> [log in to unmask]
> 
> ----- Original Message -----
> From: Pediatric Emergency Medicine Discussion List
> <[log in to unmask]>
> To: [log in to unmask] <[log in to unmask]>
> Sent: Wed Feb 13 00:31:30 2008
> Subject: Re: Tympanic temps
> 
> We published norms on infrared ear temperatures in Annals of Emergency
> Medicine circa 1995. I would use those.
> 
> The rectal site was chosen arbitrarily in the late 1800s. The thought at
> the time was that it was a core body temperature. We now know that blood
> supply is poor to the colon and stool has an insulating effect, thus
> damping any changes.
> 
> For any who believe rectal temperature is accurate, there was a paper
> out of Israel in mid 1990s that showed that rectal temperature varied by
> up to 1 deg C, depending on depth of insertion.
> 
> As far as a valid test to detect illness, temperature doesn't come close
> to anything we would normally accept for test performance. Sensitivity
> and specificity are both poor.
> 
> So, why torture a kid and touch stool when the test is inaccurate
> anyway?
> 
> Jim Chamberlain
> Washington, DC
> 
> -----Original Message-----
> From: Pediatric Emergency Medicine Discussion List on behalf of Peter
> Auerbach
> Sent: Tue 2/12/2008 9:06 PM
> To: [log in to unmask]
> Subject: Re: Tympanic temps
>  
> Thanks for making this point,
> with which I agree completely.
> It's not that a rectal temp is as "accurate" as a "core body temperture"
> (as if that matters anyway),
> it's that a rectal temperature is what has been used the most by the
> medical community to come up with arbitrary fever standards to help
> guide decision-making.
> If we all decide to use some other type of temperature measurement in
> very young infants, fine, but what are the chances that everyone's going
> to agree on that?!
> 
> 
> 
> > Date: Tue, 12 Feb 2008 19:34:52 -0600
> > From: [log in to unmask]
> > Subject: Re: Tympanic temps
> > To: [log in to unmask]
> > 
> > Isn't the rectal temp the "gold standard"?  I mean isn't it the next
> best to
> > core temperature that we can access? I realize that core temp is the
> body
> > temp when measured via an indwelling probe and that the next best
> surrogate
> > is  an esophageal probe but really isn't the rectal temp what the
> entire
> > medical community has used for decades to decide who is sick and who
> isn't? 
> > 
> > 
> > Marty
> > 
> > 
> > ------------------------------------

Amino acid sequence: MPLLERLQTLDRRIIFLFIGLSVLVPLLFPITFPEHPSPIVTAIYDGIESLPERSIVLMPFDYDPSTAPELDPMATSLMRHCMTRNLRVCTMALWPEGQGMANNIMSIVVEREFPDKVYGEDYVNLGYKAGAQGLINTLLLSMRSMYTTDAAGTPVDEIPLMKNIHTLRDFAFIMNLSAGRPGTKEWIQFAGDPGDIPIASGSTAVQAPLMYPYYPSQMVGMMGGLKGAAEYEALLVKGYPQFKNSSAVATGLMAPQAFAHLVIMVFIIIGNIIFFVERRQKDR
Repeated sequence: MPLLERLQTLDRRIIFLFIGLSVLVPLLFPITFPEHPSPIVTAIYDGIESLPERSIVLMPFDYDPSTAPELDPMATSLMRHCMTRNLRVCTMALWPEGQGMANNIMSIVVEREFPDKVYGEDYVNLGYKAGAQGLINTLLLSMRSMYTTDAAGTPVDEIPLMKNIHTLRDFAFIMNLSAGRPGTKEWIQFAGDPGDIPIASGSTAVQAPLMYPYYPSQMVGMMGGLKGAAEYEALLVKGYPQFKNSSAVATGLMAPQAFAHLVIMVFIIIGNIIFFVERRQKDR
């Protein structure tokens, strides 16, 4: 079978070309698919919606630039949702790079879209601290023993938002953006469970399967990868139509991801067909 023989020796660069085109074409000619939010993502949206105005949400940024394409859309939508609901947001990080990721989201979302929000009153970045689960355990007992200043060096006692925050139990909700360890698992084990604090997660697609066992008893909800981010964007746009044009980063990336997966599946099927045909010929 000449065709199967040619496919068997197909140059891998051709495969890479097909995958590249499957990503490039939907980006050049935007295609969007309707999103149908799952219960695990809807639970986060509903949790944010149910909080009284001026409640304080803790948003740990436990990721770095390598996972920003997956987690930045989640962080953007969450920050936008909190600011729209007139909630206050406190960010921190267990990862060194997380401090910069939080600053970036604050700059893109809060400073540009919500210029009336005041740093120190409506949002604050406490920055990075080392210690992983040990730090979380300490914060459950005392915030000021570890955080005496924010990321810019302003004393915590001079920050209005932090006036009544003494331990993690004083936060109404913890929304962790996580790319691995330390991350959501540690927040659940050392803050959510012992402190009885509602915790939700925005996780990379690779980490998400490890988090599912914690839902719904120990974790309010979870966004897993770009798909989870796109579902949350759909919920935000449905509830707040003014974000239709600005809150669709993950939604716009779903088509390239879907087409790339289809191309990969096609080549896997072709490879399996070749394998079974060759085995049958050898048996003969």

> > Pediatric Emergency Specialists, P.C.
> > Martin Herman, M.D.,FAAP,FACEP
> > President
> > [log in to unmask]
> > PO box 637
> > Ellendale TN 38029
> > tel: 901 405 1407
> > fax: 901 405 1524
> > mobile: 901 219 9202 
> > ------------------------------------
> > -----Original Message-----
> > From: Pediatric Emergency Medicine Discussion List
> > [mailto:[log in to unmask]] On Behalf Of Chamberlain, Jim
> > Sent: Tuesday, February 12, 2008 4:19 PM
> > To: [log in to unmask]
> > Subject: Re: Tympanic temps
> > 
> > Rectal temperature is inaccurate compared to core body temperature.
> When
> > temperature is changing (as in febrile conditions), rectal lags behind
> > other sites (esophageal, oral, tympanic, and infrared ear thermometer)
> > by 20-30 minutes.
> > 
> > Rectal temperature is also non-hygienic.
> > 
> > James Chamberlain, MD
> > Division Chief, Emergency Medicine
> > Children's National Medical Center
> > Washington, DC
> > 202.476.3253 Office
> > 202.476.3573 Fax
> > 202.476.5433 Emergency Access
> >  
> > 
> > -----Original Message-----
> > From: Pediatric Emergency Medicine Discussion List
> > [mailto:[log in to unmask]] On Behalf Of Julia Whitefield
> > Sent: Tuesday, February 12, 2008 1:37 AM
> > To: [log in to unmask]
> > Subject: Tympanic temps
> > 
> > Dear all, I am finally breaking down... while in favor of rectal temps
> > in < 36 months old... I don't feel like having to re-invent the wheel:
> > who of you do tympanic temps in your ED - do you have good literature
> > support? - and how many of you are in support of rectal temps? I
> thought
> > we had cleared that issue for once and for all - but I guess not!
> Would
> > you please give me your input?
> > Thank you so
> > Julia S. Whitefield MD, Ph.D.
> > UNM
> > ABQ, NM